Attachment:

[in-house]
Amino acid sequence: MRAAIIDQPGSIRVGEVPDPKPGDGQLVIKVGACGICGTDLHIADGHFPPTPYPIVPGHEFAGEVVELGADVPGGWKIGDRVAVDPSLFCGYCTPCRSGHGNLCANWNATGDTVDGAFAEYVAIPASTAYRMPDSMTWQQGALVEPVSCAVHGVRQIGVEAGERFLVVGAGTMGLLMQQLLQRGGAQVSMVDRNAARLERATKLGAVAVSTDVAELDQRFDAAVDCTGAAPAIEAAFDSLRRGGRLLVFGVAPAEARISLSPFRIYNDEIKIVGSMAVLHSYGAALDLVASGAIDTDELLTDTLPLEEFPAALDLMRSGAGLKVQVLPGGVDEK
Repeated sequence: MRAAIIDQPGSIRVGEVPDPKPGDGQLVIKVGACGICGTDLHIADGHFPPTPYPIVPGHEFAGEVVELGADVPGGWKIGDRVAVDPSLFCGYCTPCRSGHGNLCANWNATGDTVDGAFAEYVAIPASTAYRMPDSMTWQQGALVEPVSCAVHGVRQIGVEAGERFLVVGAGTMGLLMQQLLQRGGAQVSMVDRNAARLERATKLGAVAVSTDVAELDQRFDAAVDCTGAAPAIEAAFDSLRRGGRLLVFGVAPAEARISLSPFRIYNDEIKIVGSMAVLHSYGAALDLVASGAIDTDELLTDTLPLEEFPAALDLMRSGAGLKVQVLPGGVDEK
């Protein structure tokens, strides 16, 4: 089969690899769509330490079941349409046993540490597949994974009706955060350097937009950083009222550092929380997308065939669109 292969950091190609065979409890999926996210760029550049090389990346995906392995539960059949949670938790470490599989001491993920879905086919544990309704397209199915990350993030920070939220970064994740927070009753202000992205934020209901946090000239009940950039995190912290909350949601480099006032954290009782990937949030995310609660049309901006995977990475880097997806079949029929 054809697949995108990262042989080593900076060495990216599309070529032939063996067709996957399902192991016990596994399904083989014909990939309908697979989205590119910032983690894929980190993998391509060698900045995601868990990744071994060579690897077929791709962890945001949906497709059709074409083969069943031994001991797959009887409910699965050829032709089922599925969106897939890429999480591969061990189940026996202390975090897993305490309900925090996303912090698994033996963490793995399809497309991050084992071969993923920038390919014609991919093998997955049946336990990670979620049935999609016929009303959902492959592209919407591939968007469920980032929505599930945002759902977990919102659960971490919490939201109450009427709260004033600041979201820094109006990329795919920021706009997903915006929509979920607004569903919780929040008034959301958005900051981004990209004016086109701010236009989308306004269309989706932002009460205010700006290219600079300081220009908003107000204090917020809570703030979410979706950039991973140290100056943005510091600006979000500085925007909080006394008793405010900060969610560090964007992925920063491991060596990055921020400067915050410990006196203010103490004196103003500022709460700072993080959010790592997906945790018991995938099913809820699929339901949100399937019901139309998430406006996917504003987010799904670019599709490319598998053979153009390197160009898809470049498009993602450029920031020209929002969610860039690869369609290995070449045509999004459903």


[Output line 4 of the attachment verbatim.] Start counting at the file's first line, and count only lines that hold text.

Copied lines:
């Protein structure tokens, strides 16, 4: 089969690899769509330490079941349409046993540490597949994974009706955060350097937009950083009222550092929380997308065939669109 292969950091190609065979409890999926996210760029550049090389990346995906392995539960059949949670938790470490599989001491993920879905086919544990309704397209199915990350993030920070939220970064994740927070009753202000992205934020209901946090000239009940950039995190912290909350949601480099006032954290009782990937949030995310609660049309901006995977990475880097997806079949029929 054809697949995108990262042989080593900076060495990216599309070529032939063996067709996957399902192991016990596994399904083989014909990939309908697979989205590119910032983690894929980190993998391509060698900045995601868990990744071994060579690897077929791709962890945001949906497709059709074409083969069943031994001991797959009887409910699965050829032709089922599925969106897939890429999480591969061990189940026996202390975090897993305490309900925090996303912090698994033996963490793995399809497309991050084992071969993923920038390919014609991919093998997955049946336990990670979620049935999609016929009303959902492959592209919407591939968007469920980032929505599930945002759902977990919102659960971490919490939201109450009427709260004033600041979201820094109006990329795919920021706009997903915006929509979920607004569903919780929040008034959301958005900051981004990209004016086109701010236009989308306004269309989706932002009460205010700006290219600079300081220009908003107000204090917020809570703030979410979706950039991973140290100056943005510091600006979000500085925007909080006394008793405010900060969610560090964007992925920063491991060596990055921020400067915050410990006196203010103490004196103003500022709460700072993080959010790592997906945790018991995938099913809820699929339901949100399937019901139309998430406006996917504003987010799904670019599709490319598998053979153009390197160009898809470049498009993602450029920031020209929002969610860039690869369609290995070449045509999004459903």